£1600. That's the minimum it would have cost you to own that list of games during the Mega Drive's heyday, when penny sweets were actually a penny and mobile phones were roughly the same size and shape as Outer Mongolia. Not, of course, that you would have wanted to have owned every one of these titles, as no matter how rose-tinted our glasses, some of them are awful.
I remember playing Super Thunder Blade in the arcade, complete with flight stick and hydraulic chair, rushing low through the buildings, grinning like a madman as explosions rang in my ears. Great memories, and they shall remain as such, but playing the game again at home some 20 years on is entirely pointless.
Those psuedo-3D graphics now look like a juddering succession of primary school paintings and the game itself is nothing more than left-a-bit, right-a-bit, while holding down the fire button. At least it is for the three seconds before you're blown out of the sky by another unavoidable hail of fire.
Games like Super Thunder Blade hark back to a time when longevity meant ramping up difficulty to insanely - and unfairly - hard, and this is evident in a few of the titles on offer here. The difference now is that gamers brought up on a diet of Grand Theft Auto are unlikely to want to suffer more than a couple of frustrating attempts.
But it would be churlish to dismiss the 16-bit era for its place in what was a fledgling games industry, and between sips of cocoa, Uncle Mega Drive still coughs up the occasional gem.
Sonic the Hedgehog never had the depth to rival Mario, but it still delivers immediate satisfaction, as do most of the sequels. Ecco the Dolphin remains a curiously soothing and original adventure, while Comix Zone and Shinobi 3 are excellent examples of their kind and worthy of your continued attention.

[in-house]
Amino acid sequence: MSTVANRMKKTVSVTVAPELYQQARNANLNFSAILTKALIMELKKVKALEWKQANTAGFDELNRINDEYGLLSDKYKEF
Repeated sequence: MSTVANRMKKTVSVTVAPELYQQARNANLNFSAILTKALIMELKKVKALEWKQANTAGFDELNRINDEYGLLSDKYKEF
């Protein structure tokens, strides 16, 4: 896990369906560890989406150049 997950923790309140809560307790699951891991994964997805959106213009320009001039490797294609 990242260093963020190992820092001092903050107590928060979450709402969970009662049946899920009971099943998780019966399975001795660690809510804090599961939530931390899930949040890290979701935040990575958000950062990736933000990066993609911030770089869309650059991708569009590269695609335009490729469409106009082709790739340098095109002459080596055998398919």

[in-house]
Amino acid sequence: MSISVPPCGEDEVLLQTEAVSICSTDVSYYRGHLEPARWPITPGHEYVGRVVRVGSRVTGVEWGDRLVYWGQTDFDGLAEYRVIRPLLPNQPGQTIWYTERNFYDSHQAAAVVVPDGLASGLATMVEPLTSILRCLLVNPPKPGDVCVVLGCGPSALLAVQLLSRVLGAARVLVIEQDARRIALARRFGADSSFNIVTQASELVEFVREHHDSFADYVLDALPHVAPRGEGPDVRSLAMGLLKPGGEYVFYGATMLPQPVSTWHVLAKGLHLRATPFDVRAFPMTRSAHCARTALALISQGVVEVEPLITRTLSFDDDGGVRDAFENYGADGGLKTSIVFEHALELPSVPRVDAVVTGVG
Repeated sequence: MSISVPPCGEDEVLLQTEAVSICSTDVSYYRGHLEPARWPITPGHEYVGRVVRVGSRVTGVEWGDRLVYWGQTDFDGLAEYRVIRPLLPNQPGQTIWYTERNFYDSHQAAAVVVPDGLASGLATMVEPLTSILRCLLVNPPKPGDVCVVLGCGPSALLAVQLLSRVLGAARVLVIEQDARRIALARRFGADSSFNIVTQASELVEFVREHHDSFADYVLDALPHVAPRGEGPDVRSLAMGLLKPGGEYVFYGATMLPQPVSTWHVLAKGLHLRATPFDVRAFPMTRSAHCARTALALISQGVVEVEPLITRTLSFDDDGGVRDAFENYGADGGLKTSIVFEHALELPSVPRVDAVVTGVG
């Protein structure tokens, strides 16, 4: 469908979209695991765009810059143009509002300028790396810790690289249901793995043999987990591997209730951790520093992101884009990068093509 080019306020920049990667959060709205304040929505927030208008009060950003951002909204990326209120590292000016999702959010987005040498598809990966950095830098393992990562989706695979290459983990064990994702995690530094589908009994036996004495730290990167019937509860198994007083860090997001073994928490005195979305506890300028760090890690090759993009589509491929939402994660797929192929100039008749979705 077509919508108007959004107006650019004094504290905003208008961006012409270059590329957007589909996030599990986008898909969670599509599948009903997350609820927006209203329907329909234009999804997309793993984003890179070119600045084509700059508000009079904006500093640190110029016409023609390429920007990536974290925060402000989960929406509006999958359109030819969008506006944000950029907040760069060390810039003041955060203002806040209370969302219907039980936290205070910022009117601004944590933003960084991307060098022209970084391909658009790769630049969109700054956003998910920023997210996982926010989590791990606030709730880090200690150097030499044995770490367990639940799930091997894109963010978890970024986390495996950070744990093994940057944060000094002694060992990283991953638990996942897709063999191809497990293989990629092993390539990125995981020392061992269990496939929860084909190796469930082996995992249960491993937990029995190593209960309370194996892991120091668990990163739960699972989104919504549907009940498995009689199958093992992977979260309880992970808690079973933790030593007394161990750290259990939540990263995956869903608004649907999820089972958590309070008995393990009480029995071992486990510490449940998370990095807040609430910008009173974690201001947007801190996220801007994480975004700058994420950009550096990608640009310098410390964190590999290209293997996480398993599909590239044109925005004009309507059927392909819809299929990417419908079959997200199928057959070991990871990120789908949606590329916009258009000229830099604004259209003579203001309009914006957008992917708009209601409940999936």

The glut of non-Sonic platformers are unlikely to interest beyond novelty value and whether Phantasy Star still stands up in a post-Final Fantasy VII world is open for debate, but for the modestly bearded, Shining Force could prove a surprisingly valid distraction.
If there is one stand-out game here, however, it has to be Streets of Rage 2. This superb sequel was never bettered in the now forgotten scrolling beat-'em-up genre, featuring four very different characters, each with their own wide array of moves that could be combined in a sublime two-player mode. This is one old game that laughs at your polygons and is rude to high-definition's mother.
So is your £1582 saving with this disc in 2009 worth it? Just about.
As a definitive collection it's missing some heavyweights from companies such as Konami, EA and Capcom (the latter two have their own retro collections out), and that's not to mention Treasure's fantastic Gunstar Heroes. The highly subjective list could go on, of course.
I would direct PSP owners to the Mega Drive collection already available on that system, as most of the games on offer here lend themselves well to quick-fire handheld bursts. The smaller screen is certainly more kind to the graphics - Sonic looks crisp. It's just unfortunate Streets of Rage doesn't feature.
Anyone born in the mid-90s onwards is just not going to get this, and even some of us of a certain vintage are equally likely to be left cold by the comparitvely weak graphics and simplistic gameplay. But there are around 10 titles here that have transcended time and still stand up to reasonable scrutiny today, and it might be that you find yourself occupied with one or two lesser-known games.
The X-Box and the PS3 may rule the streets now, but it was the Mega Drive that... erm.. laid the pavement...